The persistence of coronavirus and its economic impact has meant that further stimulus in the US is likely to be required to prevent the recovery fading away, QNB has said in an economic commentary.
The coronavirus pandemic has prompted governments across the globe to use fiscal measures to support their economies.
So far, the US government has spent around $3tn to spur demand and protect individuals and corporates from bankruptcy.
Negotiations in Congress on further fiscal stimulus via the ‘CARES 2 Act’ have stalled. In response, the White House issued several Executive Orders targeted at key provisions of the first CARES Act that were due to expire, QNB said.
However, Congressional deal is still required due to both practical and legal challenges associated with executive orders. For example, state and local government finances, which are already under pressure, would be squeezed further, without any additional aid.
In addition, the supplemental unemployment programme is very limited in size and faces high hurdles with regards to implementation, QNB said.
The QNB analysis covers the likelihood, timing and size of the proposed new US stimulus package.
First, QNB has assessed that the stimulus package is likely to pass because of widespread agreement on the need for additional support, despite political differences on the details.
Prolonged delays are beginning to weigh on household incomes and both state and local government spending. Therefore, if this additional stimulus package is not passed, it would threaten to interrupt the recovery that we have had so far.
Second, QNB expects an agreement in September.
The federal fiscal year ends at the end of September and the government would then partially shut down without a new spending bill.
This is likely an outcome that both sides would like to avoid, so QNB expects agreement in early September. The stimulus package has been delayed because of the current dispute in the legislative branch.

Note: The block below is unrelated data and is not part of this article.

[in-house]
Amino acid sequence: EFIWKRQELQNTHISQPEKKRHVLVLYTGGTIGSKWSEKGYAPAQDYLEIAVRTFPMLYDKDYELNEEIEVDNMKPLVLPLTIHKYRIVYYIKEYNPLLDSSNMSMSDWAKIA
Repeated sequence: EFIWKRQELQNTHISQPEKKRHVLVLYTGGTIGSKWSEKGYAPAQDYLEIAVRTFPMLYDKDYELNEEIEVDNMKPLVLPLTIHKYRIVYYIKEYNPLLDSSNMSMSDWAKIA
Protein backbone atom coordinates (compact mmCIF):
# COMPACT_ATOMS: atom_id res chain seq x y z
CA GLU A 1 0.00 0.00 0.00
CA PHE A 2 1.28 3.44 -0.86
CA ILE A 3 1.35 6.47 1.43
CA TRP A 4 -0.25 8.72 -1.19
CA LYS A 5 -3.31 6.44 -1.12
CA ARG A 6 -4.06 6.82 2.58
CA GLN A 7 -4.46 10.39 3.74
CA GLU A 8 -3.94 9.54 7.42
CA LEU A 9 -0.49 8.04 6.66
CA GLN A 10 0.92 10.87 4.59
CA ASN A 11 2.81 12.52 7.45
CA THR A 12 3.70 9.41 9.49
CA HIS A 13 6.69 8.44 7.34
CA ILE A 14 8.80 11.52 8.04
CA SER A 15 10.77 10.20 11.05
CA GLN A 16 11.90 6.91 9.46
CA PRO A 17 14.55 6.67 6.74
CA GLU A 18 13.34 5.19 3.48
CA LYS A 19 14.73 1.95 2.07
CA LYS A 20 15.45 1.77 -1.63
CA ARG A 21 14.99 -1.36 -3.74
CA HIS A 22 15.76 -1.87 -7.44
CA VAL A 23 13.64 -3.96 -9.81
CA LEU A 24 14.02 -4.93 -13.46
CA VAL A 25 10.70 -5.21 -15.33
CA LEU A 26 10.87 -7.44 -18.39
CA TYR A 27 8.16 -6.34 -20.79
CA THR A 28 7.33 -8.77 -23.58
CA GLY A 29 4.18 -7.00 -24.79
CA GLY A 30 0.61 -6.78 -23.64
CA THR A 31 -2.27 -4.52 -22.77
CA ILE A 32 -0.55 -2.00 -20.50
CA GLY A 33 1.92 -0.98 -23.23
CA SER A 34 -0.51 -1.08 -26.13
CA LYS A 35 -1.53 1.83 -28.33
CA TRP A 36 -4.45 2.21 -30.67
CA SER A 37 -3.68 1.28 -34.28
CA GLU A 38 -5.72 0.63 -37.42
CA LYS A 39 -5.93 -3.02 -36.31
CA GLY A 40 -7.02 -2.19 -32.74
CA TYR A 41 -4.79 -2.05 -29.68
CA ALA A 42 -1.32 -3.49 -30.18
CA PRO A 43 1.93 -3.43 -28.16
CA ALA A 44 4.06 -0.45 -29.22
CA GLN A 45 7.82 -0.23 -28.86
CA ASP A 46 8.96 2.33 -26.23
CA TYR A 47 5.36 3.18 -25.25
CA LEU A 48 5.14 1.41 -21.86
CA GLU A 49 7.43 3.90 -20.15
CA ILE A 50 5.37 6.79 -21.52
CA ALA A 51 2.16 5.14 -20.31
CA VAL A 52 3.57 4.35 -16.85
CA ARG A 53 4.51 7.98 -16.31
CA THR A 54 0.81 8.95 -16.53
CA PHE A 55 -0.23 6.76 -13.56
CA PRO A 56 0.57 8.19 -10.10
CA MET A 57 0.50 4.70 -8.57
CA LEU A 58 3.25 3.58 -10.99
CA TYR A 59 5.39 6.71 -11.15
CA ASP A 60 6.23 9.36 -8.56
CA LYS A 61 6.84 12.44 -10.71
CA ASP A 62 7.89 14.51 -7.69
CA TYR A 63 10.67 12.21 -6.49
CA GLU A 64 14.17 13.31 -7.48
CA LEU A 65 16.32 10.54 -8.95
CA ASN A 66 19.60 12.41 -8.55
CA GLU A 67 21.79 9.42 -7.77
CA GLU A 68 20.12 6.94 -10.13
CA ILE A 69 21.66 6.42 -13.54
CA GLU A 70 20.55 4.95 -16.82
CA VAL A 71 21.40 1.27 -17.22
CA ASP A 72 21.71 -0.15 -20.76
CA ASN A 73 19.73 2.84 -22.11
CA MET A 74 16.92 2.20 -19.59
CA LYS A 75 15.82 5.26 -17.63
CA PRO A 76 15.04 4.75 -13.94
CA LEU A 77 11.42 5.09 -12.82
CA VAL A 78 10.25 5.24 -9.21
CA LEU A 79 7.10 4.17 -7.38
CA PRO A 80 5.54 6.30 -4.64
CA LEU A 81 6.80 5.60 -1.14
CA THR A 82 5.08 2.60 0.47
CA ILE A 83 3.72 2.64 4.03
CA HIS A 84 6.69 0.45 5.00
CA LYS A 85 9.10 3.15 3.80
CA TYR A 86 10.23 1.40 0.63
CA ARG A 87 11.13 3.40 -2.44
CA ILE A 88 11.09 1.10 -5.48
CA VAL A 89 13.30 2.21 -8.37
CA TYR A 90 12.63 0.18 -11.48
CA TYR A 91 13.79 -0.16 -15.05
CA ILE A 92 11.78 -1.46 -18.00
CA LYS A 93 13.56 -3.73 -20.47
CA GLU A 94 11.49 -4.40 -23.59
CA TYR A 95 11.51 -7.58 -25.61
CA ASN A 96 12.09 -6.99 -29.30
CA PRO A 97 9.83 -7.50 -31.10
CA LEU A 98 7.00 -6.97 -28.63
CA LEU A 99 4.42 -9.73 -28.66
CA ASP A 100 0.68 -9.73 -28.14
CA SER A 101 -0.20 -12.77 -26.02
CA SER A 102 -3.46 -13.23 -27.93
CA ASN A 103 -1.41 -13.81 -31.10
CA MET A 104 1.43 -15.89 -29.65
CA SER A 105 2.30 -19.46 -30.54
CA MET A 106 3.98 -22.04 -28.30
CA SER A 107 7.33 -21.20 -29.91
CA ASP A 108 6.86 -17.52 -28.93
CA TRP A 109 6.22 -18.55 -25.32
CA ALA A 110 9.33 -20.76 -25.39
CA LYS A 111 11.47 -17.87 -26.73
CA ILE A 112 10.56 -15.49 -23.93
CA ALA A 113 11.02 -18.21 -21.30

Further delays also mean that there might not be enough time for policies to impact the economy before the election, which could reduce Republican support. However, there is a risk that Democrats delay further aid until after the election, as they may wait in hope of a Biden presidency that could result in greater fiscal support.
Third, QNB expects the size of the stimulus to be around $1.5-2tn.
The Democrats are arguing for a broad based package that adds up to $2tn. On the other hand, the Republicans are arguing the recent recovery does not justify a package of that size, so they are pushing for a smaller package of $1tn.
As agreement and implementation are pushed out further, the total size of the package seems likely to increase with it.
Both parties are now in favour of stimulus checks, which alone could add $300-600bn to the total size of the package, on top of prior expectations of $1tn.
Indeed, markets seem to be expecting sizeable fiscal stimulus on the rational of the Republicans accepting a larger package to support the economy ahead of the November election.
In the meantime, the lack of a fiscal package is becoming a headwind for the US economy. Executive orders to provide $300 per week will likely not start before the end of the month and only provide half as much income support as the prior policy.
“However, once approved, the stimulus should buttress economic activity, allowing the flexibility and creativity at the core of the US economy to drive the recovery,” QNB said.
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